Introducing Architecture: Turn Your Child Into the Next Frank Lloyd Wright With These Illustrated Guides to Modern Design

Elementary education in the United States is usually focused on a few core competencies: reading, writing, basic math and general knowledge in history and the sciences. While these things are essential, parents who want to expose their children to cultural subjects like architecture usually need to look beyond the basic school curriculum.

Luckily, the folks at Princeton Architectural Press never fail to produce culturally enriching content for all ages. In 2014, PAPress released two picture books written and illustrated by the French designer Didier Cornille: Who Built That? Modern Houses and Who Built That? Skyscrapers. These books provide young readers with breezy, illustrated vignettes about some of the most iconic buildings of the modern era. What’s more, they do so in an engaging, accessible way that is sure to hold a child’s interest. A few runs through these books at bedtime and your child will be able to talk about Le Corbusier, Wright and Gehry as effortlessly as if they were Pokémon.

“Architecture may seem complex and difficult to understand, but it’s also quite fascinating,” reads the introduction to the Modern Houses volume. “This book teaches you, as simply as possible, about a variety of houses designed by great modern architects.”

Frank Lloyd Wright’s Fallingwater (1939)

Both books move chronologically, focusing on one architect at a time and highlighting a significant building they created. The charming illustrations — which include section views as well as exterior and interior sketches — are paired with text that explains exactly why the buildings are special. Cornille clearly has a knack for making the nuances of modern architecture accessible to young readers with little to no background knowledge.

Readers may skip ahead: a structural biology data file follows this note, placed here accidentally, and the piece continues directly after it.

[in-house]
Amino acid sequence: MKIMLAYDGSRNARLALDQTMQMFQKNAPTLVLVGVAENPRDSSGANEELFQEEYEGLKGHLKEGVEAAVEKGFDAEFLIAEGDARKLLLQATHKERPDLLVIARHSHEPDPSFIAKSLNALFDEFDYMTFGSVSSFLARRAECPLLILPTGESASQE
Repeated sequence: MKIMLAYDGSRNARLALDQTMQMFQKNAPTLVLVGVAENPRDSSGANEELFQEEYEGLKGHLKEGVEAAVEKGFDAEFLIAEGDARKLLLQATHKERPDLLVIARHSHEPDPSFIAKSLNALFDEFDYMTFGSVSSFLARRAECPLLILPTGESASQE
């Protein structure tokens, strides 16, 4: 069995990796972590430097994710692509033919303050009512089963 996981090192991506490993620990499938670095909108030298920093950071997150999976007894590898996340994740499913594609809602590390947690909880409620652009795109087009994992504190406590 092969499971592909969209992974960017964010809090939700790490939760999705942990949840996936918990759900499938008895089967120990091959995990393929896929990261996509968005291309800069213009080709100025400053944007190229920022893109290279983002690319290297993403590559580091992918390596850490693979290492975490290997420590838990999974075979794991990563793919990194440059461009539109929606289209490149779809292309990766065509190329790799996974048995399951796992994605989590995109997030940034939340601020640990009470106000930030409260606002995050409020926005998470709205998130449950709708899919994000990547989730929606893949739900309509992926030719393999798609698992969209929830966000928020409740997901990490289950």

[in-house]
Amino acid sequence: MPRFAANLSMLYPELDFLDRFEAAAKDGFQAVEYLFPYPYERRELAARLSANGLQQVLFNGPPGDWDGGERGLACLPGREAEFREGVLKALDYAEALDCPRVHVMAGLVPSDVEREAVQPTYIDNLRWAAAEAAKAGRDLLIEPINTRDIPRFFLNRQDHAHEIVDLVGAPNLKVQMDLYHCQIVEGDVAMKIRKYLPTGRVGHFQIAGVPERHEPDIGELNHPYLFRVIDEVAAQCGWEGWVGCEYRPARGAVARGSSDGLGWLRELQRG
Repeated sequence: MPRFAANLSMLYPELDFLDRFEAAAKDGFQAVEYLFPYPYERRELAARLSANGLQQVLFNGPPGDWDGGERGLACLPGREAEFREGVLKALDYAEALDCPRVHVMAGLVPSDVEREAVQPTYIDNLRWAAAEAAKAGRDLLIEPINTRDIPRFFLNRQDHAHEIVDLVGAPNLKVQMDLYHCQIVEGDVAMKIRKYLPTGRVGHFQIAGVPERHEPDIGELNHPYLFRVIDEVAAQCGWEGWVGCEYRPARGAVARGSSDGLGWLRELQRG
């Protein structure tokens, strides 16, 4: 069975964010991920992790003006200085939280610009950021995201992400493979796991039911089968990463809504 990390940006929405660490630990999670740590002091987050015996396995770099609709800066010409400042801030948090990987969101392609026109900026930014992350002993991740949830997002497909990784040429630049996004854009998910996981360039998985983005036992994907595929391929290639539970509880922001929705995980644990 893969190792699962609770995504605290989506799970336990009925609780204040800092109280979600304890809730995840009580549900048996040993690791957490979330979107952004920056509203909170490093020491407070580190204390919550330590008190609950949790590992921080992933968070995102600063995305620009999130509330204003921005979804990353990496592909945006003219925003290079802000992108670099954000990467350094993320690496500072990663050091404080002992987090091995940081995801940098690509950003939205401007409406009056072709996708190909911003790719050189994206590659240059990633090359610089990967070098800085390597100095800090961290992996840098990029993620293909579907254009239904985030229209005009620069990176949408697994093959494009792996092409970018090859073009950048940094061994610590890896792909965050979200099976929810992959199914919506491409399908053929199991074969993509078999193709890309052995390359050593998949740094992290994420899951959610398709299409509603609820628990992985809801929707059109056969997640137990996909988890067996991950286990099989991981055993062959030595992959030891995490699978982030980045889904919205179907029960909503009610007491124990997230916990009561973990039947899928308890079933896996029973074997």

The Skyscrapers volume spans the period between the construction of the Eiffel Tower (1889) to Burj Khalifa (2010); image via Tumblr.

Cornille’s illustrations are minimal felt-tip affairs carried out with a restrained color palette. This helps young readers recognize and appreciate the design features of the buildings, which might be harder to pick out in more detailed photographs or renderings. In addition to buildings, Cornille’s scenes are populated by smiling figures as well as cats, dogs and even cars and bicycles. Like all great picture books, these pages seem to reveal new surprises with each reading.

The Modern Houses volume includes discussions of furniture design when appropriate, such as in this chapter on the Eameses. All in all it presents a fairly rounded survey of the development of residential architecture and design over the course of the 20th century.

The Skyscrapers book is oriented vertically, while the Modern Houses book is oriented horizontally, following the designs of the featured buildings. This is just one of many details that speaks to the care and attention that went into the creation of these slim but intricate volumes. Indeed, one doesn’t need to have children to appreciate these books: The copies I bought are just for me.